Stability of the foot and ankle: the impact of daily habits on dance training
Authors: Nancy Romita and Allegra Romita on behalf of the IADMS Dance Educators' Committee
The human foot is a masterpiece of engineering and a work of art
Attributed to Leonardo Da Vinci
As you read this, freeze. Hold the position in which you currently find yourself. Do not adjust anything. Without judgment or shifting, notice the position of both feet. Does one foot have more weight on it than the other? Are both feet on the floor? Is there an even weight distribution? Is one foot or ankle a little more turned or rolled in or out? Are you sitting on one foot? Is a leg crossed and how does that affect the shape of foot and ankle?
There are 26 articulating bones in each foot to provide dynamic resilience. The ankle joint has a secure mortis and tenon configuration to generate stability during flexion and extension. The foot and ankle are elegantly designed to be stable enough to bear the weight of the body and resilient enough to navigate uneven ground, such as climbing rocks or walking through sand.
Stabilization of the ankle and foot is crucial for injury prevention and enhances the potential for efficiency in action. The foot and ankle provide the structural base of support for standing, walking, and dancing. 65% of dance injuries are related to habitual mis-stacking of the skeletal structure (Liederbach, 2018). It stands to reason that conscientious awareness to distribute the load of the foot develops the foundation for the stacking the skeletal structure. Unconscious habits in standing, sitting, or how you hold your feet while driving a car can either support the stability needed for the rigors in dance training or it can insidiously compromise it.
Injuries to the ankle and foot comprise 50% of all injuries sustained in dance (Conti & Wong, 2001, p. 43). Strengthening the surrounding neuromuscular structures of the foot and ankle is vitally important, but all the wonderful work in technique class, cross training in the gym, working on a Bosu ball, or using Therabands are compromised if unconscious foot habits undermine these actions by rolling in (eversion) or rolling out (inversion).
One tool to let go of habitual stance is to consider an anatomical visualization to enhance the integrity of foot stance. The tripod of balance is depicted in the image. The first point of this visualization is between the distal head of the first and second metatarsal. The second point is between the distal heads of the fourth and fifth metatarsal. The third point of reference is at the center of the calcaneus. The anatomical visualization of these skeletal landmarks can aid in moving out of habitual stance toward a balanced distribution of weight through the foot and ankle. The image provides a stable foundation for stacking the skeletal structure in static and dynamic balance. The three points are landmarks around which the muscles of the foot and ankle can navigate movement.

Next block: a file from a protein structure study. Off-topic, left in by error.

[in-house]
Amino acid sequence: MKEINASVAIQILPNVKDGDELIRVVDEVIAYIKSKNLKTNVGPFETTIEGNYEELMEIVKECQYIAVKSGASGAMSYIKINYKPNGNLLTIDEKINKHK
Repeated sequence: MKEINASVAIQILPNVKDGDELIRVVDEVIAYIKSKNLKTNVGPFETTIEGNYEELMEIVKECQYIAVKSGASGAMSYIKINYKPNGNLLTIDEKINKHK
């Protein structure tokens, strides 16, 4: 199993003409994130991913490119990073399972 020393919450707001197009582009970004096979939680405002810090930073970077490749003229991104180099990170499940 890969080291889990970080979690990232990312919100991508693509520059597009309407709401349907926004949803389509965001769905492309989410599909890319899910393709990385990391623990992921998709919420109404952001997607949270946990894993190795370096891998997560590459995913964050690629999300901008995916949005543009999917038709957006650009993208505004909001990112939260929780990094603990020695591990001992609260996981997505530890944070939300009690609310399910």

Try these self-explorations
In the next few days, notice how your foot rests when sitting at a computer or while driving. Is there a habit that relates to how your feet work while dancing?
The next time you find yourself between exercises at the barre or in teaching you are watching students move, notice your habit for the foot and ankle in standing.
Notice if your foot is sickled underneath the chair or you literally sit on one foot while reading or working at a computer. The toll on the lateral ligaments and tendons can create an imbalance and instability of that foot.
When you notice an imbalance, allow for a breath, release unnecessary tension in the feet, and visualize the weight evenly distributed through the tripod of balance.
In this approach of anatomical visualization through somatic practice, we invite you to consider balance, not as a station one arrives at, but rather as a way of traveling. Balance is not one position. It is a manner of being and shifts from moment to moment in lively response to the environment.
Habits in sitting, standing, and driving can either support or adversely affect the structural stability of the ankle and foot. Dr. Kenneth K Hansraj has linked daily habits of how we hang the head down to look at cell phone and the impact on postural balance with the health of the cervical spine.
(https://www.ncbi.nlm.nih.gov/pubmed/25393825). Further research on the correlation between habit and ankle injuries in dancers is warranted to prevent insidious weakness in the structure of the ankle from affecting the risk of injury in dancers. Bringing mindfulness to habit, and visualizing a balanced foot stance is one strategy to move toward balance and stability and support both dancing and the actions of daily life.
Nancy Romita (MFA, AmSAT, RYT), Senior lecturer Towson University, Director of Alexander Technique Mid Atlantic Teacher Training, and co-author of Functional Awareness Anatomy in Action for Dancers.
Allegra Romita (MA, CMA, RYT) is Dance Education faculty at NYU Steinhardt and currently pursuing a second graduate degree in motor learning and control at Teachers College, Columbia University, NYC. She is co-author of Functional Awareness Anatomy in Action for Dancers.
Hasraj, K. (2014). The assessment of stresses in the cervical spine caused by posture and position of the head. Surgery Technology International. XXV, 25:277-9
Conti, S. F., & Wong, Y. S. (2001). Foot and ankle injuries in the dancer. Journal of Dance Medicine and Science. 5.2: 43-50.
Leiderbach M. (2018). Epidemiology of dance injuries: Biosocial considerations in the management of dancer health: Strategies for the prevention and care of injuries to dancers. American Physical Therapy Association Orthopedic Section Monograph, Independent Study Course 18.1-3, La Crosse, Wisconsin.